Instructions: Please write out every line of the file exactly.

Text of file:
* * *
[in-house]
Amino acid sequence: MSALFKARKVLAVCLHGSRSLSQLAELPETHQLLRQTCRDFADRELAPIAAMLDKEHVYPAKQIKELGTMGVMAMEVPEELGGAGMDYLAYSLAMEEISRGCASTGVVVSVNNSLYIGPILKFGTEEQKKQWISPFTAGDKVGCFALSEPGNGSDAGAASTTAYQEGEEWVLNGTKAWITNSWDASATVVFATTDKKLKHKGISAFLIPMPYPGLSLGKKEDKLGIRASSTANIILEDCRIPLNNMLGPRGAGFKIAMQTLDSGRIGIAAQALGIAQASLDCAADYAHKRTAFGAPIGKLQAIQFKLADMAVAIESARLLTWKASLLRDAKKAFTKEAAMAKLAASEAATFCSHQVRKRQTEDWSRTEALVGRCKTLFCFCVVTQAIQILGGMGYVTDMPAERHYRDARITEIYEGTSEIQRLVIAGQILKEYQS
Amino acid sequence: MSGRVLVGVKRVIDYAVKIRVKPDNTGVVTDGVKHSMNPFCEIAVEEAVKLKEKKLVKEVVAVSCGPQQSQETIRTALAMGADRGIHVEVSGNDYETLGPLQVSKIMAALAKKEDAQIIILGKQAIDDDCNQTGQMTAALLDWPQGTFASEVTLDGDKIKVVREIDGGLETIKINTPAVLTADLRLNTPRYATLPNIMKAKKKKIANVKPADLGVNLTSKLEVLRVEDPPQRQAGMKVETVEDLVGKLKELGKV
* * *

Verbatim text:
[in-house]
Amino acid sequence: MSALFKARKVLAVCLHGSRSLSQLAELPETHQLLRQTCRDFADRELAPIAAMLDKEHVYPAKQIKELGTMGVMAMEVPEELGGAGMDYLAYSLAMEEISRGCASTGVVVSVNNSLYIGPILKFGTEEQKKQWISPFTAGDKVGCFALSEPGNGSDAGAASTTAYQEGEEWVLNGTKAWITNSWDASATVVFATTDKKLKHKGISAFLIPMPYPGLSLGKKEDKLGIRASSTANIILEDCRIPLNNMLGPRGAGFKIAMQTLDSGRIGIAAQALGIAQASLDCAADYAHKRTAFGAPIGKLQAIQFKLADMAVAIESARLLTWKASLLRDAKKAFTKEAAMAKLAASEAATFCSHQVRKRQTEDWSRTEALVGRCKTLFCFCVVTQAIQILGGMGYVTDMPAERHYRDARITEIYEGTSEIQRLVIAGQILKEYQS
Amino acid sequence: MSGRVLVGVKRVIDYAVKIRVKPDNTGVVTDGVKHSMNPFCEIAVEEAVKLKEKKLVKEVVAVSCGPQQSQETIRTALAMGADRGIHVEVSGNDYETLGPLQVSKIMAALAKKEDAQIIILGKQAIDDDCNQTGQMTAALLDWPQGTFASEVTLDGDKIKVVREIDGGLETIKINTPAVLTADLRLNTPRYATLPNIMKAKKKKIANVKPADLGVNLTSKLEVLRVEDPPQRQAGMKVETVEDLVGKLKELGKV